China’s Taiwan policy

By the time of the National People’s Congress (NPC) annual meeting in March, the political jockeying in preparation for the 18th Party Congress in the fall of 2012 was also well underway.   Premier Wen Jiabao’s NPC work report was a predictable reiteration of Hu Jintao’s cross-strait policy.  Although there have been hints of leadership differences on issues such as economic development, inflation, foreign policy, and political reform, there have been no visible signs of leadership differences over Taiwan policy.

Nevertheless, observers in Taiwan are nervous about the implications of the leadership transition.    Observers note that there will be large-scale changes in the State Council, the party Politburo and the Central Military Commission (CMC), the key institutions affecting Taiwan.  While Xi Jinping, the likely new party general secretary, was associated with the economic aspects of cross-strait policy while serving in Fujian, his overall views on cross-strait issues are not known.   Nor are the views of most of the others likely to emerge in these key institutions.   Will the fifth generation leaders be as patient?   How would new leaders react should the DPP return to government?  What will be the attitudes of the new military members of the CMC, at a time when the PLA is becoming more assertive?  Such unknowns naturally create anxiety, despite the clear impression that Hu Jintao will likely continue to exercise a strong influence over cross-strait policy even for a period after the formal transfer of leadership to the fifth generation.

Security issues

Progress in PLA modernization continues to increase Chinese military capabilities that are seen as threatening in Taiwan.  In January, on the eve of US Secretary of Defense Robert Gates’ visit to Beijing, Chinese media published photos of the J-20, China’s first stealth fighter, preparing for a test flight.  In March, Taipei’s National Security Bureau director informed the LY of the initial deployment of the PLA’s DF-16 missile. US defense experts have reported that the PLA’s Second Artillery Corp is expanding bases opposite Taiwan. In April, Chinese media carried pictures of China’s first aircraft carrier and the J-15 flying shark aircraft destined in the future to fly from the carrier. The press reported speculation that the carrier would be named “Shi Lang” after a Qing Dynasty admiral, who conquered Ming loyalists and reunited Taiwan with the mainland in the 17th century. While not exclusively focused on cross-strait contingencies all this information was seen by those concerned as increasing Taiwan’s military vulnerability.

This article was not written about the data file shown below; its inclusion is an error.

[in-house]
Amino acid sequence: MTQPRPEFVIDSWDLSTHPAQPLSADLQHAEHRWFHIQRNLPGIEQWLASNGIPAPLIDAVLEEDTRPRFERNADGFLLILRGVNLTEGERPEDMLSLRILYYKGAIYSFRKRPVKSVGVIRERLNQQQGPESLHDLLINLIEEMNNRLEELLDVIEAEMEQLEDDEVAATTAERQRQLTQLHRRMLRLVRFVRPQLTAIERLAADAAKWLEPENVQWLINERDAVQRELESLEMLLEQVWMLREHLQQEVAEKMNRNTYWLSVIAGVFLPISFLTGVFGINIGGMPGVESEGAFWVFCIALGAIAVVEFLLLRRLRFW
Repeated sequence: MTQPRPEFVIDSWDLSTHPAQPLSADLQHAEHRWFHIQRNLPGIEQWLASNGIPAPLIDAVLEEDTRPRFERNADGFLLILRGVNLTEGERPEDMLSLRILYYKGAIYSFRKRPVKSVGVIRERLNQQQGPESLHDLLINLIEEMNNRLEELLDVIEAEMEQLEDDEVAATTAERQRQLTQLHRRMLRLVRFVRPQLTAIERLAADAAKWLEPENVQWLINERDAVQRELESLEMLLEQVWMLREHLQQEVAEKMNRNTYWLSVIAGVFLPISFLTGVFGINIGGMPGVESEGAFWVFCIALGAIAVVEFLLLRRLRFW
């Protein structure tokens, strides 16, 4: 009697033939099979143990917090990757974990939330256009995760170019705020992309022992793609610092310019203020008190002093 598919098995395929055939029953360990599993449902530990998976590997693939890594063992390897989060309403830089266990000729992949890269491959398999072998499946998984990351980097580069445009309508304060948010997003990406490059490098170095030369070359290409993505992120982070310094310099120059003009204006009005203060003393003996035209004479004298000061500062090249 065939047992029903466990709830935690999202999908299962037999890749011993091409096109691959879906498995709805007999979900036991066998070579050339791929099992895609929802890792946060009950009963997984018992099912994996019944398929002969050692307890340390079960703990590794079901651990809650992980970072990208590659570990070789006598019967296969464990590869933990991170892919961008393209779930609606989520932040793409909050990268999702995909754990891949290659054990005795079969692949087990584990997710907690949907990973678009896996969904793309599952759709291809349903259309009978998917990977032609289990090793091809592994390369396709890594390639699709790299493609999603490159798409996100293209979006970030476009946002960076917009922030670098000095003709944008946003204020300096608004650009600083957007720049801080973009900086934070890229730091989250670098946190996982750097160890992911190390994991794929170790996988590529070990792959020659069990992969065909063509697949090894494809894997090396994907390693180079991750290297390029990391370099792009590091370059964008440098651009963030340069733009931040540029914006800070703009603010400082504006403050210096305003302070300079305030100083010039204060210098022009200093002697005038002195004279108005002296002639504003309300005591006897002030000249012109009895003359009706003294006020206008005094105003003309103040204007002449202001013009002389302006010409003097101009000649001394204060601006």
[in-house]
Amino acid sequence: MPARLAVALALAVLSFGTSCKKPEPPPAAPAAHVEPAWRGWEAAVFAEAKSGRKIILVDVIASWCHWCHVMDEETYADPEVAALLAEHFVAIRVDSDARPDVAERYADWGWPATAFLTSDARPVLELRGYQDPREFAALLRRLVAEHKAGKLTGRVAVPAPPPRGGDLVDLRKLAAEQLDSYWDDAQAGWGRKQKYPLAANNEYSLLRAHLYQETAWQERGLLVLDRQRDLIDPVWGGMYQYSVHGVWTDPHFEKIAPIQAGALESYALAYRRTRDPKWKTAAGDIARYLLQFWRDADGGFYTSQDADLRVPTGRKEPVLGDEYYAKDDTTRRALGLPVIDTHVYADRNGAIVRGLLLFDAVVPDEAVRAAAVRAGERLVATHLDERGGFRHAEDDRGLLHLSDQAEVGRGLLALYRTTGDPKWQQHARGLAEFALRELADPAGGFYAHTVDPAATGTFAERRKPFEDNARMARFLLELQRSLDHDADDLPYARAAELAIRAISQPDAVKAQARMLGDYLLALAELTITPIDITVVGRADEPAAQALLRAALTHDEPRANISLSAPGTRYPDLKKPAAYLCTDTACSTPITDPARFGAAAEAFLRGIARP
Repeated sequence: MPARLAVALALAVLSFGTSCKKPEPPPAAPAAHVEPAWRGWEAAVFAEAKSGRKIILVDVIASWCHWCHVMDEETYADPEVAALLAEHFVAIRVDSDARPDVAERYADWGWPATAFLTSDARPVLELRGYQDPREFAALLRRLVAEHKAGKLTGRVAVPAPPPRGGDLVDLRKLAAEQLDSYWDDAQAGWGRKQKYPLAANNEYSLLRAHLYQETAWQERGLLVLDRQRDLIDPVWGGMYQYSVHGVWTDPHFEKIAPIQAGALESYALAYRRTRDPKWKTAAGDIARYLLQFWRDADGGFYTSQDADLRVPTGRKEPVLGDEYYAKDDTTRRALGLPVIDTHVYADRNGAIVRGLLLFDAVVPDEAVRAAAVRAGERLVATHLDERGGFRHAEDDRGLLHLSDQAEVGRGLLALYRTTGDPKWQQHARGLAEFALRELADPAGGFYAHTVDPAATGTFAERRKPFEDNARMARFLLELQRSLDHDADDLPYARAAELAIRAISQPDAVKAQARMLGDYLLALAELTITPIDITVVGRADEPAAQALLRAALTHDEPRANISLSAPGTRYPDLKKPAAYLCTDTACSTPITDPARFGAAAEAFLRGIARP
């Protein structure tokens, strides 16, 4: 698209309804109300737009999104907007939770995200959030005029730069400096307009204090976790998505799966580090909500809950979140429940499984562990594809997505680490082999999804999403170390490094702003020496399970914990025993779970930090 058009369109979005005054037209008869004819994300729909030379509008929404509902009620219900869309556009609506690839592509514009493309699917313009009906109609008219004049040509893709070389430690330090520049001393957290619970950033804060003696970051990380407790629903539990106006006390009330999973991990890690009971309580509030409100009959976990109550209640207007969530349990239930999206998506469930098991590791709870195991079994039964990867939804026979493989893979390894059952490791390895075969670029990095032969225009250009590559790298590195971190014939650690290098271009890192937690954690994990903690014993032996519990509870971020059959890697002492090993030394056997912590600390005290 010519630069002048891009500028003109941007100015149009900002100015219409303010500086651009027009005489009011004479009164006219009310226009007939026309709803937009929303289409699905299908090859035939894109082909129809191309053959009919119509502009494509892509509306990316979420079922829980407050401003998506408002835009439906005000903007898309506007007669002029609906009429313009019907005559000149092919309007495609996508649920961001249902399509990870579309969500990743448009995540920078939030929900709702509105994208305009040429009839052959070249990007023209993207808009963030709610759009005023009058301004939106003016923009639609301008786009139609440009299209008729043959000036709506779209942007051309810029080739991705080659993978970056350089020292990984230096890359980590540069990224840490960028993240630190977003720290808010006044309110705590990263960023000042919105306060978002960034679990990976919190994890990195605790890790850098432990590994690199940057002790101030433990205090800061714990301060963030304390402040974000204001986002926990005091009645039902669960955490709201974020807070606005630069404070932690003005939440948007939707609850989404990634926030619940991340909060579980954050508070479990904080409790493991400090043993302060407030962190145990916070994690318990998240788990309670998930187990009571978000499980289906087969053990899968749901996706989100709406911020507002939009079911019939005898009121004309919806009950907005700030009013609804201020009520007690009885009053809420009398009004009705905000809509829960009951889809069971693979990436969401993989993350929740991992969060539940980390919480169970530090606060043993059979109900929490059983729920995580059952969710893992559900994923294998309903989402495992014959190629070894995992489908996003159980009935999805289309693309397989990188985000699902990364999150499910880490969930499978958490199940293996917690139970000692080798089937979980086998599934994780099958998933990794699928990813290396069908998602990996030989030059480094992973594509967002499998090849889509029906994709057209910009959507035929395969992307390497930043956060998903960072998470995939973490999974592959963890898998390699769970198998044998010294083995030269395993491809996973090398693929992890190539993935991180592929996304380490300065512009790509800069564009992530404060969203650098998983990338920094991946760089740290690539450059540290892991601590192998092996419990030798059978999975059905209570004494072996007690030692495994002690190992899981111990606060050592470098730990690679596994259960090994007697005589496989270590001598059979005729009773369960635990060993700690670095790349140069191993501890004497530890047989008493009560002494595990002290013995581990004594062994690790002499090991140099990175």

At the National People’s Congress (NPC) in March, Beijing announced a 12.6 percent increase in China’s published 2011 defense budget to $91.4 billion.   Fifteen years ago, the defense budgets of Taiwan and China were about equal; in 2011, Beijing’s published defense budget is more than nine times larger than Taiwan’s and growing faster.   Beijing’s 2010 Defense White Paper published this spring notes that “significant and positive progress” has been made in promoting the “peaceful development” of cross-strait relations and notes that the international community has welcomed the many constructive developments. This picture contrast sharply with the PLA’s continual development of military capabilities threatening the regime with which Beijing wishes to build mutual trust.  The most noteworthy statement in the Defense White Paper was, “The two sides can hold contacts and exchanges on military issues at an appropriate time and talk about a military security mechanism of mutual trust, in a bid to act together to adopt measures to further stabilize cross-strait relations and ease concerns about military security.”  However, Taipei is not ready for such talks at this time given the anticipated impact the initiation of military dialogue might affect the election campaign.   The MAC urged China to first remove its missiles targeting Taiwan.